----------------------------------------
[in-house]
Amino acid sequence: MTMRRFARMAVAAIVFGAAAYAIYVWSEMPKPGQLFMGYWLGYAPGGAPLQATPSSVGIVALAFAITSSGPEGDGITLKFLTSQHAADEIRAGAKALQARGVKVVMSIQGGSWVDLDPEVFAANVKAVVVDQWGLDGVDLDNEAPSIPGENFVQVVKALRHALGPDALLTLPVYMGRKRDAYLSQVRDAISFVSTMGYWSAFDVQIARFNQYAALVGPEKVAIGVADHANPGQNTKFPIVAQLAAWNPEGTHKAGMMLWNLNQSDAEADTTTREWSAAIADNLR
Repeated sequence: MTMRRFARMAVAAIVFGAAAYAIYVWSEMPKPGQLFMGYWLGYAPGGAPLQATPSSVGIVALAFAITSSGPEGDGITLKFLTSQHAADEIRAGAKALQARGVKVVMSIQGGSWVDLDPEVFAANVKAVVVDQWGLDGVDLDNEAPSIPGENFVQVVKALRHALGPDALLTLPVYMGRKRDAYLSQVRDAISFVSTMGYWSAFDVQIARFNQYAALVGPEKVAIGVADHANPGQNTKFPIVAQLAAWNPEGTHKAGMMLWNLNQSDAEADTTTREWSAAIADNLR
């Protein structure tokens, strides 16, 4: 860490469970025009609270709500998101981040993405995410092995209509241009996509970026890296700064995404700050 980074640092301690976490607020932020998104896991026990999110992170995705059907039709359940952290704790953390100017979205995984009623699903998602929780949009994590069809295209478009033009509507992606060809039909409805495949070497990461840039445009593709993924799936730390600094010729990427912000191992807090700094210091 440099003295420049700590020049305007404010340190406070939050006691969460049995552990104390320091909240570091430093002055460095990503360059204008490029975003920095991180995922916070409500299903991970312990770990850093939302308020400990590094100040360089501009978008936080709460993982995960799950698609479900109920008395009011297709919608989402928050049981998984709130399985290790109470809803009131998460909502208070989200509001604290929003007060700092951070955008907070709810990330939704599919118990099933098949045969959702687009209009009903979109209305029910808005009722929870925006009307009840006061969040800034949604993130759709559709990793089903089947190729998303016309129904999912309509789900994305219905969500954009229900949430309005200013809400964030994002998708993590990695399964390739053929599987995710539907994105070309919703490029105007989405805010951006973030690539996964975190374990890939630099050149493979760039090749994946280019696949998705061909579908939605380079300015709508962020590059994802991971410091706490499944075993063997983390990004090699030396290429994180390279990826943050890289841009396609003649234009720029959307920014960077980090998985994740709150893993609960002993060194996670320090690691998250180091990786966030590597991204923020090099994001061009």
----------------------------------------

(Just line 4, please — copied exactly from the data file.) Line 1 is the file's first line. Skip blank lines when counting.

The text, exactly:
């Protein structure tokens, strides 16, 4: 860490469970025009609270709500998101981040993405995410092995209509241009996509970026890296700064995404700050 980074640092301690976490607020932020998104896991026990999110992170995705059907039709359940952290704790953390100017979205995984009623699903998602929780949009994590069809295209478009033009509507992606060809039909409805495949070497990461840039445009593709993924799936730390600094010729990427912000191992807090700094210091 440099003295420049700590020049305007404010340190406070939050006691969460049995552990104390320091909240570091430093002055460095990503360059204008490029975003920095991180995922916070409500299903991970312990770990850093939302308020400990590094100040360089501009978008936080709460993982995960799950698609479900109920008395009011297709919608989402928050049981998984709130399985290790109470809803009131998460909502208070989200509001604290929003007060700092951070955008907070709810990330939704599919118990099933098949045969959702687009209009009903979109209305029910808005009722929870925006009307009840006061969040800034949604993130759709559709990793089903089947190729998303016309129904999912309509789900994305219905969500954009229900949430309005200013809400964030994002998708993590990695399964390739053929599987995710539907994105070309919703490029105007989405805010951006973030690539996964975190374990890939630099050149493979760039090749994946280019696949998705061909579908939605380079300015709508962020590059994802991971410091706490499944075993063997983390990004090699030396290429994180390279990826943050890289841009396609003649234009720029959307920014960077980090998985994740709150893993609960002993060194996670320090690691998250180091990786966030590597991204923020090099994001061009």